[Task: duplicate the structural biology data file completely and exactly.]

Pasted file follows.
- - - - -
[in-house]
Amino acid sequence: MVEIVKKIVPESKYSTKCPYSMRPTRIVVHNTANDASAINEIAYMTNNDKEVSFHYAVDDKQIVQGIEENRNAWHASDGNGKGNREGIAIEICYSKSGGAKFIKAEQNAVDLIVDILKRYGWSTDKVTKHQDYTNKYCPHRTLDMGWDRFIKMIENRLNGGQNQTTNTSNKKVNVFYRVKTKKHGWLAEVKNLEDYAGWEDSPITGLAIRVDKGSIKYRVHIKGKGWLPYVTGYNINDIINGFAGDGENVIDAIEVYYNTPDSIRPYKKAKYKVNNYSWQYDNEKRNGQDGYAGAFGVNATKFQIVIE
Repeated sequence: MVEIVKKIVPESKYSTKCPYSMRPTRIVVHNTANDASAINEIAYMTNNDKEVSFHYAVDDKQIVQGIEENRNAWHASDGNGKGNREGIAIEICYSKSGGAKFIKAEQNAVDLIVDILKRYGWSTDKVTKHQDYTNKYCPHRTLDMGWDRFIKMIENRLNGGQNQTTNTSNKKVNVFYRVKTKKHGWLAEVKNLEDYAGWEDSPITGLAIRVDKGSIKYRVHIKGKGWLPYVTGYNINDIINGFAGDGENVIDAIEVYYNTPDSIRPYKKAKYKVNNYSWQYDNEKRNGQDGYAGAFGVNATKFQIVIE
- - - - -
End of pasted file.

[in-house]
Amino acid sequence: MVEIVKKIVPESKYSTKCPYSMRPTRIVVHNTANDASAINEIAYMTNNDKEVSFHYAVDDKQIVQGIEENRNAWHASDGNGKGNREGIAIEICYSKSGGAKFIKAEQNAVDLIVDILKRYGWSTDKVTKHQDYTNKYCPHRTLDMGWDRFIKMIENRLNGGQNQTTNTSNKKVNVFYRVKTKKHGWLAEVKNLEDYAGWEDSPITGLAIRVDKGSIKYRVHIKGKGWLPYVTGYNINDIINGFAGDGENVIDAIEVYYNTPDSIRPYKKAKYKVNNYSWQYDNEKRNGQDGYAGAFGVNATKFQIVIE
Repeated sequence: MVEIVKKIVPESKYSTKCPYSMRPTRIVVHNTANDASAINEIAYMTNNDKEVSFHYAVDDKQIVQGIEENRNAWHASDGNGKGNREGIAIEICYSKSGGAKFIKAEQNAVDLIVDILKRYGWSTDKVTKHQDYTNKYCPHRTLDMGWDRFIKMIENRLNGGQNQTTNTSNKKVNVFYRVKTKKHGWLAEVKNLEDYAGWEDSPITGLAIRVDKGSIKYRVHIKGKGWLPYVTGYNINDIINGFAGDGENVIDAIEVYYNTPDSIRPYKKAKYKVNNYSWQYDNEKRNGQDGYAGAFGVNATKFQIVIE